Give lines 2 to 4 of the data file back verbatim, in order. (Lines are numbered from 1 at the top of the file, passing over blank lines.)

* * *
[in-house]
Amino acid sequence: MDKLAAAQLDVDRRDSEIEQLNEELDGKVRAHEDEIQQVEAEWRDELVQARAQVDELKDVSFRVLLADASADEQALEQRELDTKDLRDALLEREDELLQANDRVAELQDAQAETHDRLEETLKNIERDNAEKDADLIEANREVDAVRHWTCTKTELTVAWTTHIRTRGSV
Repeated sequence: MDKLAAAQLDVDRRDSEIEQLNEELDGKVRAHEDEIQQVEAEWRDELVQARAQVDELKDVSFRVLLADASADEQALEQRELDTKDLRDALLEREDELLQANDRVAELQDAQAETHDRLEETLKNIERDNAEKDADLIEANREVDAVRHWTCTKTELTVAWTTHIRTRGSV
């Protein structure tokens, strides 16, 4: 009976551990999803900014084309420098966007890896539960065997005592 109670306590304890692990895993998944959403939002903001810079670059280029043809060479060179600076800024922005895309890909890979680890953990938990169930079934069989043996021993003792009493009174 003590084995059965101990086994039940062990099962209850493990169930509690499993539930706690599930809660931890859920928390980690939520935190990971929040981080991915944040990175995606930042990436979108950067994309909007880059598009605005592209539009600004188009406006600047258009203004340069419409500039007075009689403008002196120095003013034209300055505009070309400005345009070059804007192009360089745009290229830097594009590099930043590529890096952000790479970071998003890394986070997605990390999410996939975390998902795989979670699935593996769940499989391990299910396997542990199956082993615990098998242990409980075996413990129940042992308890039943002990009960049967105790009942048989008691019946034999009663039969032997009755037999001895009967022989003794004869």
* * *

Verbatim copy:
Amino acid sequence: MDKLAAAQLDVDRRDSEIEQLNEELDGKVRAHEDEIQQVEAEWRDELVQARAQVDELKDVSFRVLLADASADEQALEQRELDTKDLRDALLEREDELLQANDRVAELQDAQAETHDRLEETLKNIERDNAEKDADLIEANREVDAVRHWTCTKTELTVAWTTHIRTRGSV
Repeated sequence: MDKLAAAQLDVDRRDSEIEQLNEELDGKVRAHEDEIQQVEAEWRDELVQARAQVDELKDVSFRVLLADASADEQALEQRELDTKDLRDALLEREDELLQANDRVAELQDAQAETHDRLEETLKNIERDNAEKDADLIEANREVDAVRHWTCTKTELTVAWTTHIRTRGSV
């Protein structure tokens, strides 16, 4: 009976551990999803900014084309420098966007890896539960065997005592 109670306590304890692990895993998944959403939002903001810079670059280029043809060479060179600076800024922005895309890909890979680890953990938990169930079934069989043996021993003792009493009174 003590084995059965101990086994039940062990099962209850493990169930509690499993539930706690599930809660931890859920928390980690939520935190990971929040981080991915944040990175995606930042990436979108950067994309909007880059598009605005592209539009600004188009406006600047258009203004340069419409500039007075009689403008002196120095003013034209300055505009070309400005345009070059804007192009360089745009290229830097594009590099930043590529890096952000790479970071998003890394986070997605990390999410996939975390998902795989979670699935593996769940499989391990299910396997542990199956082993615990098998242990409980075996413990129940042992308890039943002990009960049967105790009942048989008691019946034999009663039969032997009755037999001895009967022989003794004869």